Reich's books and ideas have been at the forefront of Democratic party thinking for a generation. He is an intellectual heavyweight, a veteran policymaker, a seasoned political hand, and yet he also has the delivery of a standup comedian. His ideas were the basis for Bill Clinton's 1992 election campaign slogan, "Putting People First" (they were both Rhodes scholars and he met Clinton on board the boat to England; he once dated Hillary too, though he only realised this when a New York Times journalist rang him up and reminded him). And they were still there at the heart of President Obama's inaugural address last month. America could not succeed, said Obama, "when a shrinking few do very well and a growing many barely make it". What Reich, basically, has been saying since the year dot.
What's extraordinary is how, somehow, these ideas have been translated into a narrative that shows every sign of being this year's hit documentary film. It certainly shocked Reich. He says he was amazed when Kornbluth first pitched the idea of a film. "He came and said that he'd read my book, Aftershock, and that he loved it and wanted to do a movie about it. And I honestly didn't know what he meant. How could you make a movie out of it?"But Kornbluth has made a movie out of it. A really astonishingly good movie that takes some big economic ideas and how these relate to the quality of everyday life as lived by most ordinary people. The love and care and artistic flair that Kornbluth brought to it is evident in every frame. It was really really hard work, he tells me, to make something look that simple. But then "I grew up poor. So I've always been very aware of who has what in society." His father had a stroke when Kornbluth was five and died six years later. And his mother, who didn't work because she was raising three children, died when he was 18.
Any synopsis of the film runs the risk of making it seem dry again, but essentially it describes how the middle classes have come to have a smaller and smaller portion of the economic pie. And how, since 70% of the economy is based on the middle classes buying stuff, if they don't have any money to buy this stuff, it cannot grow. Meanwhile, the government has allowed the super-rich, the "one per cent", to take more of the nation's wealth. Half of the US's total assets are now owned by just 400 people – 400! – and, Reich contests that this is not just a threat to the economy, but also to democracy.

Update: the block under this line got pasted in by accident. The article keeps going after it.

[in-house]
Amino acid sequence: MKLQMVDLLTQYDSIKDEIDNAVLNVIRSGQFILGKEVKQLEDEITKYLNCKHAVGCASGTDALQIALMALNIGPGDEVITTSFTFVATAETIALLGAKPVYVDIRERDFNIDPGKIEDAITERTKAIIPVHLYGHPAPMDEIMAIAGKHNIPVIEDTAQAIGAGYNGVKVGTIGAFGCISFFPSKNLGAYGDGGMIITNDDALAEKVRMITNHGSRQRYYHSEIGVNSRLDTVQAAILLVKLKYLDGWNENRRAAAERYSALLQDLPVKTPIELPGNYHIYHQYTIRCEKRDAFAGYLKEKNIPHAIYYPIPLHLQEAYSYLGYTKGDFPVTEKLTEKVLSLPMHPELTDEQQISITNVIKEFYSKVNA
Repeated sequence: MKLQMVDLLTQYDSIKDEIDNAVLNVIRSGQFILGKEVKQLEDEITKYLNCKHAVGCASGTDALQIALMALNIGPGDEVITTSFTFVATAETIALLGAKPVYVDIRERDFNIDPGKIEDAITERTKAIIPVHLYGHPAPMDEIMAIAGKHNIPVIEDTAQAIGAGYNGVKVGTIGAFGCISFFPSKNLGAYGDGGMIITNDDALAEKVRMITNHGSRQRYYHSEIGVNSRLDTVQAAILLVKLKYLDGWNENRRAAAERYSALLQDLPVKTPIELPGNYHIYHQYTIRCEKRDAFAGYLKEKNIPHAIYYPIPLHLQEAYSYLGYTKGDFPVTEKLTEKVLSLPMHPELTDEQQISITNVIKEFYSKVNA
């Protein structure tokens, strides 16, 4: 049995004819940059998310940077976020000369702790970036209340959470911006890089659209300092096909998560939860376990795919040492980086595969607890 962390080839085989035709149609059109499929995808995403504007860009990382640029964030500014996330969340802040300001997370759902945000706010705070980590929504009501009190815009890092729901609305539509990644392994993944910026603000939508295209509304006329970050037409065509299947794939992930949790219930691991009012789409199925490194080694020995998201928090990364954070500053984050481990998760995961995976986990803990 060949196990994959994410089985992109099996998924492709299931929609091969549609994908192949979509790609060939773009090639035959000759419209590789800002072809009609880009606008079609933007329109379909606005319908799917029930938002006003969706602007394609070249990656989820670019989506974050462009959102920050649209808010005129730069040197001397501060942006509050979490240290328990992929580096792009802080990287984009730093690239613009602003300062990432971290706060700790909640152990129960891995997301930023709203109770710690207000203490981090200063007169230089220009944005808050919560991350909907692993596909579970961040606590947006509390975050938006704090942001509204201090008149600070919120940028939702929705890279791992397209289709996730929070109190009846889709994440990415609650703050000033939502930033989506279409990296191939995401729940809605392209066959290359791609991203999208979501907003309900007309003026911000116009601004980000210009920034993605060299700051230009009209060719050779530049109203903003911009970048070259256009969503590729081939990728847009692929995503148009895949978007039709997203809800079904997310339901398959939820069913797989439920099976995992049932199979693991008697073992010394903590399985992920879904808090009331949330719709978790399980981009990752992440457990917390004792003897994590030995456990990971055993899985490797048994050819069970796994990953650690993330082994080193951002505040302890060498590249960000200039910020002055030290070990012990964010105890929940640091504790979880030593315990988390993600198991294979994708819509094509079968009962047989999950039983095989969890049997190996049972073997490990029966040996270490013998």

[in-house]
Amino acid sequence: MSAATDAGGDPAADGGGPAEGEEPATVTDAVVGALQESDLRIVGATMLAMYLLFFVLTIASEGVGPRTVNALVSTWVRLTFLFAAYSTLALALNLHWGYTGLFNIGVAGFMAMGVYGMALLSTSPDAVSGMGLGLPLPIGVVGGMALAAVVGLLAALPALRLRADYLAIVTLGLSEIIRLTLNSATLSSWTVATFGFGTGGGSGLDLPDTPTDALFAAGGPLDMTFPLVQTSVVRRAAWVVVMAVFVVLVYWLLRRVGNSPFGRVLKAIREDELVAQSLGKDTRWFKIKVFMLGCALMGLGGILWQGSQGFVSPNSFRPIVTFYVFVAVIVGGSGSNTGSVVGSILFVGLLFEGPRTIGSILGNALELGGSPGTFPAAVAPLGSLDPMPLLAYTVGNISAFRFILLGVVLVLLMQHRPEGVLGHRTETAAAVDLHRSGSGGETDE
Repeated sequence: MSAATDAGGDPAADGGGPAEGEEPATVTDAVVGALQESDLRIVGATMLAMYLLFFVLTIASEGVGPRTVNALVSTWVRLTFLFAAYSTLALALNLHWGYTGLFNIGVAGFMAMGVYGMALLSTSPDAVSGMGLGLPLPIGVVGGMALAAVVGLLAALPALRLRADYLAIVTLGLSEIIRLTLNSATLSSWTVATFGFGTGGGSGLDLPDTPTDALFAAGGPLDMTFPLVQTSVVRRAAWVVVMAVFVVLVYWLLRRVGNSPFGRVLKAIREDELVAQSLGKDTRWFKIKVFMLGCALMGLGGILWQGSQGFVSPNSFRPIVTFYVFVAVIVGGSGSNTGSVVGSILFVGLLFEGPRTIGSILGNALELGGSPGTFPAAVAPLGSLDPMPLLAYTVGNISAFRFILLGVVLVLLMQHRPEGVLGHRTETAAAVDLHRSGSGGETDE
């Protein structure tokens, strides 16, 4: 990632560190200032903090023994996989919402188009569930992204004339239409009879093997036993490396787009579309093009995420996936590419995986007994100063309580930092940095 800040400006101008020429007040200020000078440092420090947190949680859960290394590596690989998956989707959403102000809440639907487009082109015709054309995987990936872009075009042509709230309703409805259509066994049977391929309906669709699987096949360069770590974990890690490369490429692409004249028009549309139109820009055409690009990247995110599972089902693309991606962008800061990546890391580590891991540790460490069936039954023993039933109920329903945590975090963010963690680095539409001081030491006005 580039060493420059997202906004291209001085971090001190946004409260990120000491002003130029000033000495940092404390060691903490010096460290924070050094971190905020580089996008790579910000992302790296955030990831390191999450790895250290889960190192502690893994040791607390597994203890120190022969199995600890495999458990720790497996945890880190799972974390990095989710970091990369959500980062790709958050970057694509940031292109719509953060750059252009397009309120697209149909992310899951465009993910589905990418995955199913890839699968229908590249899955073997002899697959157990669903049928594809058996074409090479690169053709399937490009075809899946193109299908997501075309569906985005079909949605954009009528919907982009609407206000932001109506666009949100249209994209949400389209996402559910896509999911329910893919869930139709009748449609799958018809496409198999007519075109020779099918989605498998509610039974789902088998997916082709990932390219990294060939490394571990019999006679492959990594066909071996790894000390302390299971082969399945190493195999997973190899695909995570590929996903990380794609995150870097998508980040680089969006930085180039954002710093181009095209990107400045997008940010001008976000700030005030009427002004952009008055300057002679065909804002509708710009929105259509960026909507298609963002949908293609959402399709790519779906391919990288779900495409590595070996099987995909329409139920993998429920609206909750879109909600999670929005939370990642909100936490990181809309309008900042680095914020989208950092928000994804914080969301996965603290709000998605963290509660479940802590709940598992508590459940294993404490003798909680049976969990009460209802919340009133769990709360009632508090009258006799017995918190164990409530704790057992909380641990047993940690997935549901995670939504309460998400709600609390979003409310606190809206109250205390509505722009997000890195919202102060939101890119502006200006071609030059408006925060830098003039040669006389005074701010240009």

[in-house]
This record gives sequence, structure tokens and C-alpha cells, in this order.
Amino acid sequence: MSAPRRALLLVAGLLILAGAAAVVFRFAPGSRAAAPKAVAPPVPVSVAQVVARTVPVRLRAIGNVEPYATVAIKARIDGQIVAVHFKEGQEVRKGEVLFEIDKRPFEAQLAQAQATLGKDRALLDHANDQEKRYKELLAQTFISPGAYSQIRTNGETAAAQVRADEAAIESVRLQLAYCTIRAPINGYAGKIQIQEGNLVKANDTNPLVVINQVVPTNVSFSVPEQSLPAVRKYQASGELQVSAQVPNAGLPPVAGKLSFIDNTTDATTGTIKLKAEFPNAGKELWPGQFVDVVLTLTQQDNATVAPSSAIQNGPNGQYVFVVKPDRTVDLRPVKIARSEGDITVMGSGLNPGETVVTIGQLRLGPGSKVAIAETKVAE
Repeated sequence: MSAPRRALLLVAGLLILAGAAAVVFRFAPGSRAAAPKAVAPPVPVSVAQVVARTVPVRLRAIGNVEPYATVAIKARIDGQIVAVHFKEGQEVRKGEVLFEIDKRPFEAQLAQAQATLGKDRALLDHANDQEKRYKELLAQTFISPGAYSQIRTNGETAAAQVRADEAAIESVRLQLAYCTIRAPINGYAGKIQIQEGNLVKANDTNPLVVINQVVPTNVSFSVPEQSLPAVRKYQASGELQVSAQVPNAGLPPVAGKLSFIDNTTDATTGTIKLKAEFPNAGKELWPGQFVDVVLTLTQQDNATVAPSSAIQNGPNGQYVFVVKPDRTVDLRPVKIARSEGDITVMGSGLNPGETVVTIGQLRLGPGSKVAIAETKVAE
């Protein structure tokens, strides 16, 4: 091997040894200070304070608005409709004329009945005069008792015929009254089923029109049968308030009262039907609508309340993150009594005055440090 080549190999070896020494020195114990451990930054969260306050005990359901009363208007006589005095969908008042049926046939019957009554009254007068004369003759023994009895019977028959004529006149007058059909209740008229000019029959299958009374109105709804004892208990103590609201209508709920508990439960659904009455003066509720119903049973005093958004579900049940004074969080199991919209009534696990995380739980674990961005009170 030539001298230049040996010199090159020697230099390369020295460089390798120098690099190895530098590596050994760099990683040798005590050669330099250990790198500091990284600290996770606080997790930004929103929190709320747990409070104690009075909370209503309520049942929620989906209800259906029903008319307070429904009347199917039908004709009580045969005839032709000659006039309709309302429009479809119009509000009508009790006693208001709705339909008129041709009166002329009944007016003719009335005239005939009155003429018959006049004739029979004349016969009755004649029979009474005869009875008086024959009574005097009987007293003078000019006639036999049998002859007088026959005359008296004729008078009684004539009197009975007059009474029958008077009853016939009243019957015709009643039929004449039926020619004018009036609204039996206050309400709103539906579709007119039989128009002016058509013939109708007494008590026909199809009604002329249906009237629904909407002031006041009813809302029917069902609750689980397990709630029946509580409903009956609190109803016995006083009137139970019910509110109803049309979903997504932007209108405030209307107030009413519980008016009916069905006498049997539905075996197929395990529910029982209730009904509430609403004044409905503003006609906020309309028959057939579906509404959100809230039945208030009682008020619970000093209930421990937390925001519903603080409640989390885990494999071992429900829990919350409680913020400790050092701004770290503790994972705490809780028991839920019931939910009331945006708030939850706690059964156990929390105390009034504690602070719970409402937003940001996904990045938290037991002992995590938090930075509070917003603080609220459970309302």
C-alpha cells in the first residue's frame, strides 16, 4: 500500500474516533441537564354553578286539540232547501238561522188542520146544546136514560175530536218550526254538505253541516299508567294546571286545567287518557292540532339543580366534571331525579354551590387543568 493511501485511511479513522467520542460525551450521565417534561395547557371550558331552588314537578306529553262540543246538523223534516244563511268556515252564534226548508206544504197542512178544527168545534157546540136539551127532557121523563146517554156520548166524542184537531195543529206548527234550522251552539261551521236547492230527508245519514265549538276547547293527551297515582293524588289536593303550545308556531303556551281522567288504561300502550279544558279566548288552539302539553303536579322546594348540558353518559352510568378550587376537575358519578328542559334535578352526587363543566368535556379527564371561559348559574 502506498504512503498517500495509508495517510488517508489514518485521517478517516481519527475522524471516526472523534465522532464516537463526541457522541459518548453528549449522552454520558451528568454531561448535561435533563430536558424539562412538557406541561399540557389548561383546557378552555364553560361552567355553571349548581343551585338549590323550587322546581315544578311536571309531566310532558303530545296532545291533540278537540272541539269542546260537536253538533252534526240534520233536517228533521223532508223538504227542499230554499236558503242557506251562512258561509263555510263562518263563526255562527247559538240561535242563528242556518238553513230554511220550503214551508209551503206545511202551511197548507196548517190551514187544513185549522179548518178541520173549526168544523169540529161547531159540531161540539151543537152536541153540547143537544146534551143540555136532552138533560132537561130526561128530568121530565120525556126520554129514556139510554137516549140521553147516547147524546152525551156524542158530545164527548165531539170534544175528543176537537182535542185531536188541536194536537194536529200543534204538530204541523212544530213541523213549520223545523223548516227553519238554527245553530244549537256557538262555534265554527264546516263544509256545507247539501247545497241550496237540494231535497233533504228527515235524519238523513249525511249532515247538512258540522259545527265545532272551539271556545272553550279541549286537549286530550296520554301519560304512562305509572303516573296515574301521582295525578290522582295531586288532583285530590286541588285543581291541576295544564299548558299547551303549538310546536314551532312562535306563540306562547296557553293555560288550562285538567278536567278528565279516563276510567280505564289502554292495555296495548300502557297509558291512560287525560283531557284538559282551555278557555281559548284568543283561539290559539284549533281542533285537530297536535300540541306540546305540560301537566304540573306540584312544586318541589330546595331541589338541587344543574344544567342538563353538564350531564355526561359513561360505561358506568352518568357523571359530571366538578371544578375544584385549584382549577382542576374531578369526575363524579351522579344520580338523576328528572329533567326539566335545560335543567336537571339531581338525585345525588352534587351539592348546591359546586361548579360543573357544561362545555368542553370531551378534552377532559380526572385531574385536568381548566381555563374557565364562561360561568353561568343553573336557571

A comment from the Blogger.
I think we should try to "bribe" the rich, and the super rich companies to move in a more ethical, and environmentally sustainable direction using something like Transfinancial Economics. Trying to "overthrow" them somehow via the present politcial process in the USA seems to me at present largely a "waste of time." With TFE a far more pragmatic approach is required in which new money could be created electronically, and without serious inflation to deal with the funding in full, or in part of poverty reuduction type projects. But this demands an understanding of TFE which requires real intelligence, and real vision...both of which are totally lacking in present day economics.....................
Also to further add the following point connected with the above.... TFE could reduce poverty dramatically without having to "rob" anyone irrespective of whether they are rich, or poor.
Transfinancial Economics is an evolving project nearing basic completion. It should be said that there has been a degree of interest in it from some economists including Professor Prem Sikka, and the noted autodidact, and futurist Hazel Henderson.In April 2010 it was also a subject discussed at a ma...